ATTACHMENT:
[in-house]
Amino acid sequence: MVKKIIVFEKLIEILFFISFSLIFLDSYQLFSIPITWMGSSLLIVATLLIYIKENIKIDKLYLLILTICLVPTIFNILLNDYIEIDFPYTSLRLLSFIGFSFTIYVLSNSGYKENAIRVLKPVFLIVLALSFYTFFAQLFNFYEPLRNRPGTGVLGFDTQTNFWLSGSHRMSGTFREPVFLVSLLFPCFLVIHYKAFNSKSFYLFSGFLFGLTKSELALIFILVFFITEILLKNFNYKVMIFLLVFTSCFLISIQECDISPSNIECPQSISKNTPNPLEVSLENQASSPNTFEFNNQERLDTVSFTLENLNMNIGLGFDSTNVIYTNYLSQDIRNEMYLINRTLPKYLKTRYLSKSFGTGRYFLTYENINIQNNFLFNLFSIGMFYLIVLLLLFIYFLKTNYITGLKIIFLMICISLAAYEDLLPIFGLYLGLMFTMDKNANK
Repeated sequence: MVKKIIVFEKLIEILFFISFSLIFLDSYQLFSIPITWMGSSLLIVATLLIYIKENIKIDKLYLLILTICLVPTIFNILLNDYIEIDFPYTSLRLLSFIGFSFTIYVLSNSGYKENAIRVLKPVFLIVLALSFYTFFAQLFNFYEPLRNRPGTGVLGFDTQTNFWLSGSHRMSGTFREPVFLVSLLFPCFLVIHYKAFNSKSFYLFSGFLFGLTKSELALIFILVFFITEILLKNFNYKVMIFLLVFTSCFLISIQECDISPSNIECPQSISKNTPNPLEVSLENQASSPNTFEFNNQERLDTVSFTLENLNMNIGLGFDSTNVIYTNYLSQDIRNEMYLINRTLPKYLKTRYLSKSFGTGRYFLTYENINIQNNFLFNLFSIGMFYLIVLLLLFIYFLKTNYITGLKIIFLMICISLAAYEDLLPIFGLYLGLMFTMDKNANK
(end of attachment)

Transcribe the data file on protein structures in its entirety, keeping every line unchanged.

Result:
[in-house]
Amino acid sequence: MVKKIIVFEKLIEILFFISFSLIFLDSYQLFSIPITWMGSSLLIVATLLIYIKENIKIDKLYLLILTICLVPTIFNILLNDYIEIDFPYTSLRLLSFIGFSFTIYVLSNSGYKENAIRVLKPVFLIVLALSFYTFFAQLFNFYEPLRNRPGTGVLGFDTQTNFWLSGSHRMSGTFREPVFLVSLLFPCFLVIHYKAFNSKSFYLFSGFLFGLTKSELALIFILVFFITEILLKNFNYKVMIFLLVFTSCFLISIQECDISPSNIECPQSISKNTPNPLEVSLENQASSPNTFEFNNQERLDTVSFTLENLNMNIGLGFDSTNVIYTNYLSQDIRNEMYLINRTLPKYLKTRYLSKSFGTGRYFLTYENINIQNNFLFNLFSIGMFYLIVLLLLFIYFLKTNYITGLKIIFLMICISLAAYEDLLPIFGLYLGLMFTMDKNANK
Repeated sequence: MVKKIIVFEKLIEILFFISFSLIFLDSYQLFSIPITWMGSSLLIVATLLIYIKENIKIDKLYLLILTICLVPTIFNILLNDYIEIDFPYTSLRLLSFIGFSFTIYVLSNSGYKENAIRVLKPVFLIVLALSFYTFFAQLFNFYEPLRNRPGTGVLGFDTQTNFWLSGSHRMSGTFREPVFLVSLLFPCFLVIHYKAFNSKSFYLFSGFLFGLTKSELALIFILVFFITEILLKNFNYKVMIFLLVFTSCFLISIQECDISPSNIECPQSISKNTPNPLEVSLENQASSPNTFEFNNQERLDTVSFTLENLNMNIGLGFDSTNVIYTNYLSQDIRNEMYLINRTLPKYLKTRYLSKSFGTGRYFLTYENINIQNNFLFNLFSIGMFYLIVLLLLFIYFLKTNYITGLKIIFLMICISLAAYEDLLPIFGLYLGLMFTMDKNANK